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I cannot make CTRL+H do anything else than "Open history" under Google Chrome. I tried the Chrome plugin allowing to redefine keyboard shortcuts but I can only add "actions" or whatever that means to a keyboard shortcut and apparently it's done using some gigantic JavaScript hack.

Here's the plugin:

https://chrome.google.com/webstore/detail/mgjjeipcdnnjhgodgjpfkffcejoljijf

In any case I cannot make CTRL+H work as the backspace key under Chrome (i.e. delete the key at the left of the cursor). I'd particularly like that to work in the address bar / search bar (which is the same "bar" under Chrome) and in text edit form as well.

So how can I make CTRL+H work as the backspace key under Google Chrome? (Debian GNU/Linux Wheezy here).

Note that if the answer is to use the plugin for Chrome allowing to change shortcuts, then I'd need the exact method, step-by-step, as to how to do it because I already tried it and couldn't make it work

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I take it using Backspace is not an option? :) –  terdon Aug 18 '12 at 17:44
    
@terdon: I use "CTRL+H" to delete the char to the left of the cursor since decades at the shell prompt, in my text editors, in my IDEs, etc. The actual "backspace" key is quite far and hard to reach compared to CTRL+H (left pinky on ctrl which is where 'caps lock' is on most keyboards) and 'h' is home row for the right hand. That actual backspace key is quite far to reach for me and I never ever use anything else but CTRL+H to 'backspace' anyway. My keyboard is a happy hacking pro 2 keyboard btw (a $300 keyboard using Topre switches). –  Cedric Martin Aug 18 '12 at 19:27
    
Hmm, have you tried mapping it for all X apps? maybe using xbindkeys? –  terdon Aug 18 '12 at 21:23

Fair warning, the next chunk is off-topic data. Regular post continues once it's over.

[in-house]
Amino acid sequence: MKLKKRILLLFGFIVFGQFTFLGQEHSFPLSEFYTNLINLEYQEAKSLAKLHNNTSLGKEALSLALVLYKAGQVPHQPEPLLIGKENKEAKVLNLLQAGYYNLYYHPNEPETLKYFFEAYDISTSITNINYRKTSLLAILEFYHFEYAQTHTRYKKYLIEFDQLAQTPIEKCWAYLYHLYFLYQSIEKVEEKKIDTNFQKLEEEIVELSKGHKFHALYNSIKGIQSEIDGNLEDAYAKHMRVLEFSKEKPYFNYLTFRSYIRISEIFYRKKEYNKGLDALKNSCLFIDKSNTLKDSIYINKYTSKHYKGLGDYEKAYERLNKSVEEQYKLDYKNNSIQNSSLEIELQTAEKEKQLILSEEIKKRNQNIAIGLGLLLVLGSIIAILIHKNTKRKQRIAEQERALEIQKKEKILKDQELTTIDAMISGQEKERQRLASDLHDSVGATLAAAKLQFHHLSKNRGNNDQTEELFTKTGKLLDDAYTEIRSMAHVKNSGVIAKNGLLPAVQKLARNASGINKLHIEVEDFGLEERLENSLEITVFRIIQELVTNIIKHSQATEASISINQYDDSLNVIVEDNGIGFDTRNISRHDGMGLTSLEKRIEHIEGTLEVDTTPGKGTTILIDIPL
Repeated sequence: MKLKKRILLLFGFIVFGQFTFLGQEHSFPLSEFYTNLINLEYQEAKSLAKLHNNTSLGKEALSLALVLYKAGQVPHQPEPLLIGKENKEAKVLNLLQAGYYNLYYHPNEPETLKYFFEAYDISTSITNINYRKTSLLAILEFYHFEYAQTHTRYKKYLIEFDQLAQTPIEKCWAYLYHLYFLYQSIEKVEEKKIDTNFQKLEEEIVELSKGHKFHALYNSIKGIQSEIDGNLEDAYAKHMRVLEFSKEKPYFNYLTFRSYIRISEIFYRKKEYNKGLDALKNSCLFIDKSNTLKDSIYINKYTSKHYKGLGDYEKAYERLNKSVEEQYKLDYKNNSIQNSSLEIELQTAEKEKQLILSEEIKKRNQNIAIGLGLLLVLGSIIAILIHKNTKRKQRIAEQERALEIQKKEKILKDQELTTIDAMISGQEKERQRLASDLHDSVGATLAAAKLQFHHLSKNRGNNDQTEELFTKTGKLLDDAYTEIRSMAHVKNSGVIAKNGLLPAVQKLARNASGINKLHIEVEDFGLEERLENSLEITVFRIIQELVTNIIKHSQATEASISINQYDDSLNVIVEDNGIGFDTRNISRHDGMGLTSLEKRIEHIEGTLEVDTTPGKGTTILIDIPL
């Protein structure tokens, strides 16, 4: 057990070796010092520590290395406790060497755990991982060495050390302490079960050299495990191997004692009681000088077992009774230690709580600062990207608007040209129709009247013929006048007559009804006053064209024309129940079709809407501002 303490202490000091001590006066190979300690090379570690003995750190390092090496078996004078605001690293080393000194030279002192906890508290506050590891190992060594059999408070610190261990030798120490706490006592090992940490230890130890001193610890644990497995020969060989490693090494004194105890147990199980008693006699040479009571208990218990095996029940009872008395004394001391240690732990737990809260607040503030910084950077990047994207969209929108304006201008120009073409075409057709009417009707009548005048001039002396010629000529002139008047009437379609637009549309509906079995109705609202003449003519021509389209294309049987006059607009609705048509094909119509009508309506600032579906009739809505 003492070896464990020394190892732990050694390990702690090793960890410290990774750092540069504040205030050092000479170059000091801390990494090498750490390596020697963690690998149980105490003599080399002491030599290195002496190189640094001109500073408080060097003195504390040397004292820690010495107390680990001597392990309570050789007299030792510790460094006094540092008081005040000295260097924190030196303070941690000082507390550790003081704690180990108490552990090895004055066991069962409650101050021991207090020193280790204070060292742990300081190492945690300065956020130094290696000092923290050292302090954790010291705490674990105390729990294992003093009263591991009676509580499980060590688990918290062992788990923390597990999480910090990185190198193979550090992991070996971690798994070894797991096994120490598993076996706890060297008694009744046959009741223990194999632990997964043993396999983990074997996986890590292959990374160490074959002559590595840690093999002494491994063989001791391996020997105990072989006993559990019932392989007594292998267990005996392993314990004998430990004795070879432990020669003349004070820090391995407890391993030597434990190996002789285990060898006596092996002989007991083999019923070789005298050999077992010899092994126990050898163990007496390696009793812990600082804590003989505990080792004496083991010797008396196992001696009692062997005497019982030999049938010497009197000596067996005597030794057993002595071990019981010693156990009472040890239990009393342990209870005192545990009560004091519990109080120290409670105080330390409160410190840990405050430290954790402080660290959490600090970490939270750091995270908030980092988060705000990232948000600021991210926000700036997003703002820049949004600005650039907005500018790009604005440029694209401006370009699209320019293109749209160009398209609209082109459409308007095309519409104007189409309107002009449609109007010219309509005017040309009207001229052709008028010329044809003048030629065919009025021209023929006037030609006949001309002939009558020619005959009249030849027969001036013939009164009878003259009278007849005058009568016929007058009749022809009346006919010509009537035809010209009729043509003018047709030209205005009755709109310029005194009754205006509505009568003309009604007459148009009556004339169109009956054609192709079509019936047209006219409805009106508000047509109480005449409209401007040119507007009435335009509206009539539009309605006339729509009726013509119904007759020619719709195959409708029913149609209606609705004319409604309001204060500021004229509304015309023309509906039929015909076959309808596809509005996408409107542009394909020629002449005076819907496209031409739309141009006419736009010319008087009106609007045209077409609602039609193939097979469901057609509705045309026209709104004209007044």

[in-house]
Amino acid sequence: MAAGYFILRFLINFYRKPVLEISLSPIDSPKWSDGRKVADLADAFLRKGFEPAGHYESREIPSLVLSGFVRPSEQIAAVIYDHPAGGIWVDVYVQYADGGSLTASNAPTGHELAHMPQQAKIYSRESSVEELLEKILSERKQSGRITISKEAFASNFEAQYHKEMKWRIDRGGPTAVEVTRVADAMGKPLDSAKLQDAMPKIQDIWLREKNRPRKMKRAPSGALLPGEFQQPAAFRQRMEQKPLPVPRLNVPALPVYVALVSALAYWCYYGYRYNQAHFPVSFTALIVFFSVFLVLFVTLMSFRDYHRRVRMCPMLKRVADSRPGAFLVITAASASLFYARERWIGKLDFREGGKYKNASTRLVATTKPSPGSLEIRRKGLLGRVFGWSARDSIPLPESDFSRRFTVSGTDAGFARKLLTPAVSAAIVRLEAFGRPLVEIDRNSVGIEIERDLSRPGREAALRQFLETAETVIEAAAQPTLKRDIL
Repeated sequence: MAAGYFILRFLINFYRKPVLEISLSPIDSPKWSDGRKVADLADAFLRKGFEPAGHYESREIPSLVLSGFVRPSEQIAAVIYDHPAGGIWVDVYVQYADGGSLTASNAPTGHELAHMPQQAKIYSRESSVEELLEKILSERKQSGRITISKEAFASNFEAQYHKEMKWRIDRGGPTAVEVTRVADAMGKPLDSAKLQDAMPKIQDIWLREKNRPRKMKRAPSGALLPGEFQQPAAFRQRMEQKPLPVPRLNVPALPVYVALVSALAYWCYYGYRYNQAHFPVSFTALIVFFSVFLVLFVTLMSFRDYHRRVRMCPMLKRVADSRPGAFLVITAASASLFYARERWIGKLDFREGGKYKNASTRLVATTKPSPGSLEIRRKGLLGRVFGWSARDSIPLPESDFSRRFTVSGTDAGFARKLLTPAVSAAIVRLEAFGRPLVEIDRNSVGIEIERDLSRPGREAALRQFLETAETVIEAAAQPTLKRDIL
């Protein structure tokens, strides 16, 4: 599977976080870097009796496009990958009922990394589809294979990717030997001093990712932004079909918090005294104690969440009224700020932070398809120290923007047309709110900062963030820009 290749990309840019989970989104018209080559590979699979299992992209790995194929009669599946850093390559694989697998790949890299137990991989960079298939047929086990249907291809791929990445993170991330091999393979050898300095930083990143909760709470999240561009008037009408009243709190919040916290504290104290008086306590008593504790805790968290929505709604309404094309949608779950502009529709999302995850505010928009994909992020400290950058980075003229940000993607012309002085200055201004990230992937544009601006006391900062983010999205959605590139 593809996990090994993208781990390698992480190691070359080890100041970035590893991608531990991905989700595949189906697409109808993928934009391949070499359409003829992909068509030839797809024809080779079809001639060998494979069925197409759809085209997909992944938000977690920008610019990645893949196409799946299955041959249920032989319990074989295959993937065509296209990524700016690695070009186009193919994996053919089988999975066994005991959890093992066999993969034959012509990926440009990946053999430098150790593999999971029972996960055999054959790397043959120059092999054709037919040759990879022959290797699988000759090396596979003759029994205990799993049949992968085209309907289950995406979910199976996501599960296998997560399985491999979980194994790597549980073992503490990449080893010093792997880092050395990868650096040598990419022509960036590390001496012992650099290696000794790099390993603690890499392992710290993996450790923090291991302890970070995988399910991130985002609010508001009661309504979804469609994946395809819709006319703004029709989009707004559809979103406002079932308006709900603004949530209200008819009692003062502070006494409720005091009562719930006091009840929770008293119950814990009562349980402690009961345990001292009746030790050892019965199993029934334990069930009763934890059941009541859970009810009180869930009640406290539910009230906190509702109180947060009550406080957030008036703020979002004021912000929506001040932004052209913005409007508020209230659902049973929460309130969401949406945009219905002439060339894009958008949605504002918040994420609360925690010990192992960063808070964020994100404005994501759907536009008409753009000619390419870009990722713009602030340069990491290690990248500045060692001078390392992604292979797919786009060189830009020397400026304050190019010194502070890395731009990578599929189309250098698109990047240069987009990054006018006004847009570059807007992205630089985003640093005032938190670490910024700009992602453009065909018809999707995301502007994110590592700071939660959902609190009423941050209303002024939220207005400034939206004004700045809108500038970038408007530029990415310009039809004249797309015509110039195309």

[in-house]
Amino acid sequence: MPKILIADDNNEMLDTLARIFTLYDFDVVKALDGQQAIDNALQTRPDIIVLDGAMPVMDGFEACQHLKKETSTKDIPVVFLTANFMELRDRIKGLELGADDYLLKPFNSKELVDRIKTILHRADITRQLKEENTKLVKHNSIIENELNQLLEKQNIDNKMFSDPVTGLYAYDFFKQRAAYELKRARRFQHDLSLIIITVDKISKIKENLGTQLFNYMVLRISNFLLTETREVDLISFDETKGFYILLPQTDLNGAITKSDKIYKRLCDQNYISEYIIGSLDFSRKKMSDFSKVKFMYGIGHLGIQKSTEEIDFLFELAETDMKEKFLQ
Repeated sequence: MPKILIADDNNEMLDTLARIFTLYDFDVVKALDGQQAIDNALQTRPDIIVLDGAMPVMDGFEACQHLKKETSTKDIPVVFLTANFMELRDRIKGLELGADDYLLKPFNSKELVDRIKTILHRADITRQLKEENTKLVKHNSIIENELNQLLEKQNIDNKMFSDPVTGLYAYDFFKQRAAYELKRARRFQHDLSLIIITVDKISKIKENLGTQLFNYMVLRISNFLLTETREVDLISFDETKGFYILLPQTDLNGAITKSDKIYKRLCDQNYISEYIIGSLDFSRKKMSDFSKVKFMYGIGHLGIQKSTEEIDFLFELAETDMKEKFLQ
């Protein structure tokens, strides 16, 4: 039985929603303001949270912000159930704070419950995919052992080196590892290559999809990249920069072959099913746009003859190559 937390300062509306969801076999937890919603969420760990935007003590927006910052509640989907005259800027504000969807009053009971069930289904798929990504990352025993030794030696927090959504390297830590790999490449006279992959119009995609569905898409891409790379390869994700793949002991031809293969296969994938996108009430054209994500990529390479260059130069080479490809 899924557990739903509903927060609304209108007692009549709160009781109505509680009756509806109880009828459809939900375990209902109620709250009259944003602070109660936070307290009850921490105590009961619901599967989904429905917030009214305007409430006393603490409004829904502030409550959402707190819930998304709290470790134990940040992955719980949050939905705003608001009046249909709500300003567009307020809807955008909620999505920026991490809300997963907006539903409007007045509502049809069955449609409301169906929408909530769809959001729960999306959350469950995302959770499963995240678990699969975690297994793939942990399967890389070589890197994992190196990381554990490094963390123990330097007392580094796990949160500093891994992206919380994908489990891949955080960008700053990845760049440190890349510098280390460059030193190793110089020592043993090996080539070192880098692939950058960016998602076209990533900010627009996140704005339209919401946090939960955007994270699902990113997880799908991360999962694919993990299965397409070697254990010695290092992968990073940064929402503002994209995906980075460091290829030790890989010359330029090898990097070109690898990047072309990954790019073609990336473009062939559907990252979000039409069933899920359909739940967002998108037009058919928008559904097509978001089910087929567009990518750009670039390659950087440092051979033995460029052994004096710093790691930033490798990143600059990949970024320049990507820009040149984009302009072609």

@terdon: I could try something like that but the problem is that I'm not sure it's that easy to bind two keys so that they act as if it was just one key :-/ I hoped changing a shortcut under Chrome wouldn't be that hard :-/ –  Cedric Martin Aug 18 '12 at 22:30

1 Answer 1

I know this is an old question, but I came across this while trying to do the same thing as you so I'm gonna post this anyways.

I'm using Chromium and I used Ubuntu 12.04 (now I'm using Gentoo), but it shouldn't matter.

Executing:

$ gsettings set org.gnome.desktop.interface gtk-key-theme "Emacs"

will change the key bindings to the Emacs binding. If you're fine with that, then this is all. However, if you want to use Ctrl-a as "select all", there's a bit more work to do.

Take a look at /usr/share/themes/Default/gtk-2.0-key/gtkrc and /usr/share/themes/Emacs/gtk-2.0-key/gtkrc. The syntax should not be too difficult to understand. Copy all the key bindings you want to use to the /usr/share/themes/Default/gtk-2.0-key/gtkrc. Don't forget to add the

class "GtkEntry" binding "foo"
class "GtkTextView" binding "foo"
class "GtkTextView" binding "bar"

part, which can be found at the very end of the file.

GNOME

The settings should be reflected by switching to the Emacs theme and switching back to the Default theme.

$ gsettings set org.gnome.desktop.interface gtk-key-theme "Emacs"
$ gsettings set org.gnome.desktop.interface gtk-key-theme "Default"

Non-GNOME

Create and add the following to ~/.gtkrc-2.0

gtk-key-theme-name = "Default"

Restart Chromium and the settings should be reflected.

The best thing about this is that even if you set Ctrl-w to delete one word, you're still able to close tab when you're not inputting.

P.S. I also use the happy hacking keyboard and I'm happy to find someone who uses it too :)

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thanks a lot for that answer, even if the question was/is old : ) I'll try that. +1 and welcome : ) –  Cedric Martin Jan 3 at 3:14
    
This is an excellent submission for your very first post here. Kudos! –  Roney Michael Jan 3 at 3:33
    
Thanks guys! :) –  NigoroJr Jan 3 at 4:40

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